New York Mets will continue their poor play after the All-Star break

New York Mets general manager Brodie Van Wagenen. (Photo by Elsa/Getty Images)
New York Mets general manager Brodie Van Wagenen. (Photo by Elsa/Getty Images) /

The poor first half of the regular season for the New York Mets has many fans and critics frustrated, and it doesn’t appear that it will get any better soon

It has been one of the most disappointing first-half seasons in the history of this franchise. Not because the team is not performing. We’ve had plenty of those years. But more because of the way the New York Mets are losing. Expect more of the same in the second half.

The bright spots have been Pete Alonso and Jeff McNeil, both going to the All-Star game in Cleveland. Alonso has been a monster with the bat hitting .278 30 hrs 68 rbi. McNeil is leading the Majors with a .349 average. Both players are the future of the Mets so the previous administration un Sandy Alderson can take credit for that.

At least we can hold to the fact that Alonso won this year’s Home Run Derby. With Dominic Smith, J.D. Davis and Tomas Nido, yes, I said Nido, Mets fans that I can be happy and excited about this young core of players and what the future holds. Perhaps, it will come to fruition very soon.

But to see robotic moves and careless mind-boggling blunders from management and the on the field left a bad taste in the mouths of Mets fans. These are hard times. There is little improvement from last year at the All-Star break. Even with all the changes, it looks like the same Mets with different last names stitched to their uniforms.

So what can we expect for the second half? Look for the Mets to be sellers. Rumor has it the Mets are shopping around Zack Wheeler, who is slated to become a free agent at the end of the year. Similar to last year, the Mets find themselves as a team roaming the Sahara looking for an oasis when all they see are mirages.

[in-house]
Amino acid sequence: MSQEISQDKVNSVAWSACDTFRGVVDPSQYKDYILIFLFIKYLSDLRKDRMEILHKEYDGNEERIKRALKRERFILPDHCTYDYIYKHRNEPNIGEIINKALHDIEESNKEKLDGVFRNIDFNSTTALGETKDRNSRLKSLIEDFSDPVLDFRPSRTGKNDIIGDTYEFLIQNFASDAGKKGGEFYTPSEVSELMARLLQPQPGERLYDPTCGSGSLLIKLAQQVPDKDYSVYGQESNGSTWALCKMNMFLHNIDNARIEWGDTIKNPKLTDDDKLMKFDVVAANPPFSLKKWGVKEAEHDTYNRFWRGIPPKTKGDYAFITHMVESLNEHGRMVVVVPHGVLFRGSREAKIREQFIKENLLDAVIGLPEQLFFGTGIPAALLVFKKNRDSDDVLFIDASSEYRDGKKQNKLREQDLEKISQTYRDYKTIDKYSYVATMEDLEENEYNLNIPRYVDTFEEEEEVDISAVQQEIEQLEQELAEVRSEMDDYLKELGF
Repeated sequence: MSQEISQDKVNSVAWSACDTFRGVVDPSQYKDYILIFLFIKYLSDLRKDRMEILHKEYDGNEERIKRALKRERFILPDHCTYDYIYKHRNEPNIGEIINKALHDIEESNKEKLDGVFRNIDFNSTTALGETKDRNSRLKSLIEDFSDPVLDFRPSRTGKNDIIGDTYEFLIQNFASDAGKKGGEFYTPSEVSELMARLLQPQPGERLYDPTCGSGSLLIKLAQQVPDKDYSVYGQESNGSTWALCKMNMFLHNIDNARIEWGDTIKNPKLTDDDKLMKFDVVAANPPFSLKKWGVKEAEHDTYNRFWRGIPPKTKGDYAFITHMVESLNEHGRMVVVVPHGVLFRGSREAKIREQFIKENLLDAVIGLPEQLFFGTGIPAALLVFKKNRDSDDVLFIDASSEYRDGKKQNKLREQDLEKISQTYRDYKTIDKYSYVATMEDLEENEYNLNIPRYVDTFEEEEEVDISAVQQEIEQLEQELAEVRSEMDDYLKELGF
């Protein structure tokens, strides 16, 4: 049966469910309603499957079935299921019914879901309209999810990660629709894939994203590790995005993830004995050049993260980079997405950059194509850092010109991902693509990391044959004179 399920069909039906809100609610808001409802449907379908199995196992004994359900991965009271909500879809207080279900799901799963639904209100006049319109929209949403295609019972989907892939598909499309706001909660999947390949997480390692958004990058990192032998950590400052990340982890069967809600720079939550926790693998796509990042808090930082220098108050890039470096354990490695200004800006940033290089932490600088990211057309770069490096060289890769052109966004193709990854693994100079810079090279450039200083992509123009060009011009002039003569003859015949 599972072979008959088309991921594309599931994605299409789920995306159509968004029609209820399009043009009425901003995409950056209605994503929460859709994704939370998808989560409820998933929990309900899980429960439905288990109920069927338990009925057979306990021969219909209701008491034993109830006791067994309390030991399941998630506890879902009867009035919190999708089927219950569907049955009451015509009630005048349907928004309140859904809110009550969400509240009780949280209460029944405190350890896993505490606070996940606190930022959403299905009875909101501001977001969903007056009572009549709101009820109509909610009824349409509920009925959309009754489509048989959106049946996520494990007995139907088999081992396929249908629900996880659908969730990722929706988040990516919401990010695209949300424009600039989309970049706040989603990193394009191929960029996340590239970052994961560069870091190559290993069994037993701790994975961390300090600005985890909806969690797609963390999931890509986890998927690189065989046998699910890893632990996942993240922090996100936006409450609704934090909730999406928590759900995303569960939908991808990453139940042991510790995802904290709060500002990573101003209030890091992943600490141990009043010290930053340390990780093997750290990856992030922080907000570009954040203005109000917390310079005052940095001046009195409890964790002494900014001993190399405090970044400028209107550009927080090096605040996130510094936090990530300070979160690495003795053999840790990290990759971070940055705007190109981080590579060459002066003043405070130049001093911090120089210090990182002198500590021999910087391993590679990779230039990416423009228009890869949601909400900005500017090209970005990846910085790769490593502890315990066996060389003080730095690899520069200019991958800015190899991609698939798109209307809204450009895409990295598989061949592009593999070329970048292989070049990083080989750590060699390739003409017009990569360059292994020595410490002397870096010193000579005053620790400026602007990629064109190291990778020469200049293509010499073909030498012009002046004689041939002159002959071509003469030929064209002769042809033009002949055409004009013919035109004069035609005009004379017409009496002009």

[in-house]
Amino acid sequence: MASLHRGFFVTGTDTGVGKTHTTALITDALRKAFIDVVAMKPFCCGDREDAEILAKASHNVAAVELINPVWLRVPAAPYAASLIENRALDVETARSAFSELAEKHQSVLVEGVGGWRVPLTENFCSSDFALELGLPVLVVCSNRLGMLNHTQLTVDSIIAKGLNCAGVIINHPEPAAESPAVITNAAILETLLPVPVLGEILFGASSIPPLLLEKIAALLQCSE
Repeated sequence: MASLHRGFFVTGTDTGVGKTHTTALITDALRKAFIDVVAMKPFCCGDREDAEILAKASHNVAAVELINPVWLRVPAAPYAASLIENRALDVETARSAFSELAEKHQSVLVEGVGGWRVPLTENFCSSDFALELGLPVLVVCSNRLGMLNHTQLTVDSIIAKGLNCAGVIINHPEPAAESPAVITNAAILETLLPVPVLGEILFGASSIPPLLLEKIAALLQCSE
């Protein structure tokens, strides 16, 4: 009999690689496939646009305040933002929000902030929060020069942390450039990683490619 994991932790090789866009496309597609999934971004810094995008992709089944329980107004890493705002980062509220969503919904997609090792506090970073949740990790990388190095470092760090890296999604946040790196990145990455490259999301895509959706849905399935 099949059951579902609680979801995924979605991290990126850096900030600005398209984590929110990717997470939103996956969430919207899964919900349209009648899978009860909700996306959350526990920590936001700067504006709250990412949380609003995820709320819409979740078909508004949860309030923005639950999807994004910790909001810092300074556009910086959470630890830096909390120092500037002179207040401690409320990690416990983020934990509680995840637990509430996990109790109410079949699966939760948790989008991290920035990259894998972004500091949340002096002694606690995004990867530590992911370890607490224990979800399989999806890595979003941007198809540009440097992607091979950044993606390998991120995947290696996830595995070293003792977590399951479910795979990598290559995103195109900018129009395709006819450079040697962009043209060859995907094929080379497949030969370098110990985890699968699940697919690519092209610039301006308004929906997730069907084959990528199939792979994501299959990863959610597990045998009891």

The offseason moves made by Mets general manager, Brodie Van Wagenen, have been disastrous. A house of cards that still shows no sign of stability, no solid foundation to build on. I can appreciate the message of positivity each time Mickey Callaway goes before the mics and cameras to say we still have a chance, but who are we kidding here?

Yoenis Cespedes was going to be the knight in shining armor riding on his white stallion to reinforce the front line. Instead, he gets off his horse and fractures his ankle, and so in addition to his recovery from double heel surgeries, he now has more pins than a bowling alley in his ankle.

Jed Lowrie? He has every kind of injury and issues short of flesh-eating bacteria, and with it, a lot of money spent and nothing to show for it. Keon Broxton showed nothing, traded, Hector Santiago, released, Carlos Gomez, DFA. Paul Wilson, injured and placed on Injured List, re-injured and placed on IL again. Jeurys Familia, same old same old. Same for Avilan and Lugo. And throw in the entire bullpen, and you have the making of a dark comedy.

You can see that unless the Mets have a change in attitude and clubhouse culture, you can see another long summer. You can’t wait for football camps to open. But there have been amazing turnarounds in the past. The 1969 Mets come to mind.

Next. New York Mets: Five lessons learned in the first half of 2019. dark

The Mets can undoubtedly do better provided the Bullpen can come out of their year-long coma and do the jobs they were traded, signed, and developed. We can all use a little pixie dust, right?